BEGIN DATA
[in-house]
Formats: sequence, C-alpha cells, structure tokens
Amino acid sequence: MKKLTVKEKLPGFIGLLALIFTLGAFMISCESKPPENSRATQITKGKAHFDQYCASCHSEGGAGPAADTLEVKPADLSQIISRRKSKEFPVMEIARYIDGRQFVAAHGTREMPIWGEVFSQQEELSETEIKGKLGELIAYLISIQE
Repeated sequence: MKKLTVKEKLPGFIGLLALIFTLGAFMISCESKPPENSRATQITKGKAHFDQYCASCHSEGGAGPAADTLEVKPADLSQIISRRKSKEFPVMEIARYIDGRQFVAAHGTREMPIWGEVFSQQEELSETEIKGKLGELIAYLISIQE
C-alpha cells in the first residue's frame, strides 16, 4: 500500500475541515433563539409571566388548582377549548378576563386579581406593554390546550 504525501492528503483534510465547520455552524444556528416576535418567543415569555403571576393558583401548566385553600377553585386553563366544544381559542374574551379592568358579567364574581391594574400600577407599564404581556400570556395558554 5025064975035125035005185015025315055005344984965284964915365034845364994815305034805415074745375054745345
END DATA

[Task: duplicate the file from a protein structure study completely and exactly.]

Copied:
[in-house]
Formats: sequence, C-alpha cells, structure tokens
Amino acid sequence: MKKLTVKEKLPGFIGLLALIFTLGAFMISCESKPPENSRATQITKGKAHFDQYCASCHSEGGAGPAADTLEVKPADLSQIISRRKSKEFPVMEIARYIDGRQFVAAHGTREMPIWGEVFSQQEELSETEIKGKLGELIAYLISIQE
Repeated sequence: MKKLTVKEKLPGFIGLLALIFTLGAFMISCESKPPENSRATQITKGKAHFDQYCASCHSEGGAGPAADTLEVKPADLSQIISRRKSKEFPVMEIARYIDGRQFVAAHGTREMPIWGEVFSQQEELSETEIKGKLGELIAYLISIQE
C-alpha cells in the first residue's frame, strides 16, 4: 500500500475541515433563539409571566388548582377549548378576563386579581406593554390546550 504525501492528503483534510465547520455552524444556528416576535418567543415569555403571576393558583401548566385553600377553585386553563366544544381559542374574551379592568358579567364574581391594574400600577407599564404581556400570556395558554 5025064975035125035005185015025315055005344984965284964915365034845364994815305034805415074745375054745345